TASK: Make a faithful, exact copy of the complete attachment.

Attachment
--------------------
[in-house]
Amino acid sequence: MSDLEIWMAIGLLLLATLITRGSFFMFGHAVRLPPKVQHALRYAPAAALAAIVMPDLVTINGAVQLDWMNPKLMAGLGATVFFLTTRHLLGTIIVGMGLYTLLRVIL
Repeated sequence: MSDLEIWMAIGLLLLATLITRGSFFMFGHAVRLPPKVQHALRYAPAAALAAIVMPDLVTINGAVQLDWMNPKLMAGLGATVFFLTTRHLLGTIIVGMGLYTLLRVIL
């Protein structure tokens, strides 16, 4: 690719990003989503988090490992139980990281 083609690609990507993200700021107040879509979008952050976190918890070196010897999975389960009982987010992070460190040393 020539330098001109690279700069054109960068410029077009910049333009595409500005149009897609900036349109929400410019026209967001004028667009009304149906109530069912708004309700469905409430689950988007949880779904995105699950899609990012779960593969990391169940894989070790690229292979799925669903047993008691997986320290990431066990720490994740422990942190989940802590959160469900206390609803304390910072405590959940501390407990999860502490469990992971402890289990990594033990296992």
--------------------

[in-house]
Amino acid sequence: MSDLEIWMAIGLLLLATLITRGSFFMFGHAVRLPPKVQHALRYAPAAALAAIVMPDLVTINGAVQLDWMNPKLMAGLGATVFFLTTRHLLGTIIVGMGLYTLLRVIL
Repeated sequence: MSDLEIWMAIGLLLLATLITRGSFFMFGHAVRLPPKVQHALRYAPAAALAAIVMPDLVTINGAVQLDWMNPKLMAGLGATVFFLTTRHLLGTIIVGMGLYTLLRVIL
């Protein structure tokens, strides 16, 4: 690719990003989503988090490992139980990281 083609690609990507993200700021107040879509979008952050976190918890070196010897999975389960009982987010992070460190040393 020539330098001109690279700069054109960068410029077009910049333009595409500005149009897609900036349109929400410019026209967001004028667009009304149906109530069912708004309700469905409430689950988007949880779904995105699950899609990012779960593969990391169940894989070790690229292979799925669903047993008691997986320290990431066990720490994740422990942190989940802590959160469900206390609803304390910072405590959940501390407990999860502490469990992971402890289990990594033990296992």